At the time of the introduction of the printing press, there was no real demand for
prints. Those that were published were more usually functional in nature or religious in content. This is not to undermine their quality as the likes of Albrecht
Dürer produced masterpieces of woodblock printing. The sixteenth century produced a number of fine natural history books but often these were illustrated with woodblock images that did not lend themselves to depth and quality. There was not the demand. Botanical books of the day for instance were all herbal in nature. In other words, they were about herbs and spices which aided health, well-being, or the production and preservation of food.
It was the introduction of the tulip bulb from the Middle East which was to have probably the greatest influence in our story. This flower was adored everywhere it was seen for its majesty, strength and beauty. The peoples of Europe, particularly the Dutch, tried desperately to grow it and repeat the magnificent colour striations seen in the petals. However we now know that the cause was in fact a viral infection! The demand for the bulbs became so high in the early seventeenth century that it started one of the first economic bubbles of the modern era. ‘Tulipmania’ as it was called led to the price of a bulb reaching high enough to equal that of a house!
This fascination coincided with two other events. Firstly botanical books began to be published using copperplate illustrations. This ‘harder’ material enabled greater quality of detail and
lent itself well to the beauty of many bulbs. Collectable books were published by the likes of Pierre Vallet, 1608, Emanuel Sweert, 1612, Johann Theodore de Bry, 1612, Daniel Rabel, 1622 and last but not least Basil Besler in 1613. His magnificent
Hortus Eystettensis published in Eichstatt reflected the peak of this period and the second great influence in this field. This was the burgeoning middle classes of Europe. Renaissance banking had enabled a boom in the trading of commodities and the countries of north-western Europe in particular
benefitted from this. This created wealth that was able to pursue interests and pastimes. Great houses were built and with the current fascination of plants they were accompanied by fine gardens. On publication, the book was the largest ever published and it included 368 fine plates which are instantly recognisable today, each of which can stand alone.
Copper plate engraving was the perfect artists medium for printed illustration of botanicals but it did not lend itself so well to the depiction of delicate birds feathers or to animals. Throughout much of the sixteenth and early seventeenth centuries these books were also published uncoloured. It was only the very wealthy or influential who could afford to have their works illuminated. When such decorative books appear on the market today they command extraordinary prices. Market demand however put pressure on the publishers to issue their works in colour. After all what use is an uncoloured botanical work featuring different species when the main difference is their colour? From about the 1730s this demand was met, most notably by Johann Wilhelm Weinmann who published the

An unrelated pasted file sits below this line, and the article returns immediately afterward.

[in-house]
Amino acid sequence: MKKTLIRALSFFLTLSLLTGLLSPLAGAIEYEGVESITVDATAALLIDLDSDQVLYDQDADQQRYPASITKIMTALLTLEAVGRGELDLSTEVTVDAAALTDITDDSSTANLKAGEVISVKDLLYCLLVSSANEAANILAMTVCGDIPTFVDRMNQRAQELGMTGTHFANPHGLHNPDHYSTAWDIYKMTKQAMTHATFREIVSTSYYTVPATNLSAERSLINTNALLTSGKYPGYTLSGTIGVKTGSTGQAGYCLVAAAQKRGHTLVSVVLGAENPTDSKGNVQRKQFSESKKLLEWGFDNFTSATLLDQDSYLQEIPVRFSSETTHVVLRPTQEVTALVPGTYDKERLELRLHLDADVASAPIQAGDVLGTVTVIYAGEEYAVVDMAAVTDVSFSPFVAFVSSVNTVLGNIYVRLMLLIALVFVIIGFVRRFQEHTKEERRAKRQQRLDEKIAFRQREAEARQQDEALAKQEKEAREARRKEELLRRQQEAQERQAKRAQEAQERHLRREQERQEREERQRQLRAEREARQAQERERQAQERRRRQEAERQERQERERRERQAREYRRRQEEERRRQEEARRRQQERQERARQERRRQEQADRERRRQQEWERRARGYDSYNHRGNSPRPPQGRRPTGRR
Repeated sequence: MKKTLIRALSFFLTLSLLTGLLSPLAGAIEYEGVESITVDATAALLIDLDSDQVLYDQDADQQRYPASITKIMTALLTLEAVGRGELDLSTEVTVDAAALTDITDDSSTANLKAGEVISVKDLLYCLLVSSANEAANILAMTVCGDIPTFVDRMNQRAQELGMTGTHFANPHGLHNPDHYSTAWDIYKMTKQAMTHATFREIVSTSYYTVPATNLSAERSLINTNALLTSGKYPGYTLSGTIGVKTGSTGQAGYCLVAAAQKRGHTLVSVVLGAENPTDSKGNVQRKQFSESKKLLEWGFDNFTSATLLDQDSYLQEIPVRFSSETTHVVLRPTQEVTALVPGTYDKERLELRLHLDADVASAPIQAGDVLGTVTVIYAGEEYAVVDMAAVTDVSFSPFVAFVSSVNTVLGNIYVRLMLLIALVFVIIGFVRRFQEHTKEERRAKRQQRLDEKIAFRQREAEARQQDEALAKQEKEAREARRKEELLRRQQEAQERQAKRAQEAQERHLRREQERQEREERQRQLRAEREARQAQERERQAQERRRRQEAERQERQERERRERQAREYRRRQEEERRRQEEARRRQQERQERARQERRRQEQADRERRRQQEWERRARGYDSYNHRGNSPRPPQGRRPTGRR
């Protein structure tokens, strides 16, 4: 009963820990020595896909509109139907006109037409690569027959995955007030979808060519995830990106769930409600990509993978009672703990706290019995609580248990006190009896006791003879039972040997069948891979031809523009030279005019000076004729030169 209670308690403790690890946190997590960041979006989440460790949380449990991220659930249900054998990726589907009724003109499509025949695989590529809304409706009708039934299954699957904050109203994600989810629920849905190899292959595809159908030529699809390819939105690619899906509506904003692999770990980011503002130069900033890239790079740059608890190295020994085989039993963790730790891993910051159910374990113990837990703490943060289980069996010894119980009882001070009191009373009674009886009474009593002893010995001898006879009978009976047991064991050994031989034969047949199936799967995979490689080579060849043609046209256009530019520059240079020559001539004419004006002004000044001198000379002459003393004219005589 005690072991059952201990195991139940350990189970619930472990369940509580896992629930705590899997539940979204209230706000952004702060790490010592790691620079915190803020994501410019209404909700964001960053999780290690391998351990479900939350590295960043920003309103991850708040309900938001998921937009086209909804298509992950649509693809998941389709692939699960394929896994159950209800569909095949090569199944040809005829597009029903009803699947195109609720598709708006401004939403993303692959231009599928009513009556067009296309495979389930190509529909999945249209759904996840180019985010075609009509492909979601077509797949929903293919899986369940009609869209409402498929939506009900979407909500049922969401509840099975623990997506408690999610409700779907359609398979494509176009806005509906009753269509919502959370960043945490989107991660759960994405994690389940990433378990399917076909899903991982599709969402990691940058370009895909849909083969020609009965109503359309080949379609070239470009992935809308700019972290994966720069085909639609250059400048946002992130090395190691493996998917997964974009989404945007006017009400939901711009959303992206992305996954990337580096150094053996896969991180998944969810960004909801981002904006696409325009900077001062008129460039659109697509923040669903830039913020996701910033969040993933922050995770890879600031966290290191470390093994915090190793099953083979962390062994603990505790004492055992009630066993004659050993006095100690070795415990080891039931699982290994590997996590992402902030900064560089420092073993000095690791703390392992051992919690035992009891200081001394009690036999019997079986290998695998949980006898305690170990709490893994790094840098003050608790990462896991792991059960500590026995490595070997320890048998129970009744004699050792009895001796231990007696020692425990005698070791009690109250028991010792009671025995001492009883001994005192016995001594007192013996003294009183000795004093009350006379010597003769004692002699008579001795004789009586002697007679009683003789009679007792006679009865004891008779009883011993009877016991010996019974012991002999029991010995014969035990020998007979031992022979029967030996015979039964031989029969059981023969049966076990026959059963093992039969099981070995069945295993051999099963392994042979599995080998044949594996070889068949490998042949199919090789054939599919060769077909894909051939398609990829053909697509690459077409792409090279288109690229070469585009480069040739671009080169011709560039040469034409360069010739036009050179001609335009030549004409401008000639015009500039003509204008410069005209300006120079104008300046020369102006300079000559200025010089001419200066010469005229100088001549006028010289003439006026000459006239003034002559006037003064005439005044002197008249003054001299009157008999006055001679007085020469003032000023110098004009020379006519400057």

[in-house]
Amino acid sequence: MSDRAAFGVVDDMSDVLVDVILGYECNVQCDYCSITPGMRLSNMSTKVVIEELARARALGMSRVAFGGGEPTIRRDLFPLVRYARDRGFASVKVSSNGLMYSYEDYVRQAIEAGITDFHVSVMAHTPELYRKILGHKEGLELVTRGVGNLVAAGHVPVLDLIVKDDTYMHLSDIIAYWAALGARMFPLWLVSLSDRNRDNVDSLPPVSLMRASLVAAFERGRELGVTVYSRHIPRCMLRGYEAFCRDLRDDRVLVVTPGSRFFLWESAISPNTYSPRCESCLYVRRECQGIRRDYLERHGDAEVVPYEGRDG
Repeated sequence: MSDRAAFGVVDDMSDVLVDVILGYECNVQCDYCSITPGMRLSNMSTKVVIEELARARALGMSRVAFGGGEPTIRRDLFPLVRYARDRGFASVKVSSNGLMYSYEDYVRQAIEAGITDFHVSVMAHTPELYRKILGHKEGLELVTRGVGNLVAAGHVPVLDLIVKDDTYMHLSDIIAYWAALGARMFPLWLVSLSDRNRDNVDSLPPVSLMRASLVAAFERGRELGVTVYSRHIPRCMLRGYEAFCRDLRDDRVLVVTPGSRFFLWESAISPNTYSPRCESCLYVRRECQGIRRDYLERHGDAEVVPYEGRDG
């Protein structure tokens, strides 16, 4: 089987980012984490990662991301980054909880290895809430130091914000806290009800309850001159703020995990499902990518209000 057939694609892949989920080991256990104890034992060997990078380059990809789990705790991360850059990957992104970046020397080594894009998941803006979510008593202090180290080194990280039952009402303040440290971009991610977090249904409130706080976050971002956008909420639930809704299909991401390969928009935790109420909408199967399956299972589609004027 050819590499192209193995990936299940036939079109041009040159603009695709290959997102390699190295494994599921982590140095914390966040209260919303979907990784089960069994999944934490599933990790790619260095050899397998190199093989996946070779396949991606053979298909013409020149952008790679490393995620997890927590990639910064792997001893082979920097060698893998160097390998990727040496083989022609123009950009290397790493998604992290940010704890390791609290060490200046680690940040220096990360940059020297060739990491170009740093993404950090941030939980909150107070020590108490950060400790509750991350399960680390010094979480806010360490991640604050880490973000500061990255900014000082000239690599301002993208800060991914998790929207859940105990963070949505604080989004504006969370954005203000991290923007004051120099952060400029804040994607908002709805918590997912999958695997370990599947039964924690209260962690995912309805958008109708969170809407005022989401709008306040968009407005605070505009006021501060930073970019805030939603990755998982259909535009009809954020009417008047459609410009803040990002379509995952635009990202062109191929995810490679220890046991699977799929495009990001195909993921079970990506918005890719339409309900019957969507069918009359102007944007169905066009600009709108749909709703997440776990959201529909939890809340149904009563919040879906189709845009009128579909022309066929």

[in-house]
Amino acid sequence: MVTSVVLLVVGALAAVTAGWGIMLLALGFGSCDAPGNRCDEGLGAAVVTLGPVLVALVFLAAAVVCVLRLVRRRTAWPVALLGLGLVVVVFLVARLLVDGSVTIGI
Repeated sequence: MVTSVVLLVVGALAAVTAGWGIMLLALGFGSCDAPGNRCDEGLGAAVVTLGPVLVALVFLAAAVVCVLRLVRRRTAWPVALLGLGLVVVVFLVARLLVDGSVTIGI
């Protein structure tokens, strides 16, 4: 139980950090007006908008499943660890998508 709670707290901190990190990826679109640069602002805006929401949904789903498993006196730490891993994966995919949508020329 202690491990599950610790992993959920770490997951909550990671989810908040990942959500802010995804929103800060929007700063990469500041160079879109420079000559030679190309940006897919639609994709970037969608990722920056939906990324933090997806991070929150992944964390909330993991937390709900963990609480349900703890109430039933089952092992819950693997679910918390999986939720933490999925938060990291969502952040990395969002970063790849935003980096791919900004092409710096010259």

Phytanhoza Iconographia in Regensburg, 1737-45. This fine work contained 1025 fine folio engravings many by the hand of a young artist called Georg Dionysius Ehret, arguably the greatest botanical artist of the eighteenth century. The use of mezzotint engraving enabled another level of subtlety to be added to the images.
As engraving skills improved, fine bird books began to appear at the hands of Eleazer Albin, 1731-38, George Edwards, 1743-64, Thomas Pennant, 1761-66 and Cornelis Nozeman, 1770-1829. Arguably the pinnacle of field was achieved with the gradual introduction of many more elaborate means of engraving with copper. Mezzotint, stipple and aquatint enabled far greater levels of subtle and soft engraving that leant themselves particularly to the more delicate flowers. Their finest hour was Pierre Joseph Redoute’s
Les Roses produced for the Empress Josephine in 1817-24. Another printing technique utilised limestone which led to the invention of lithograph. Finally a medium had arrived which suited ornithological works and arguably its finest proponent was John Gould who throughout much of the Victorian era produced thousands of magnificent colourful prints of birds from all over the world.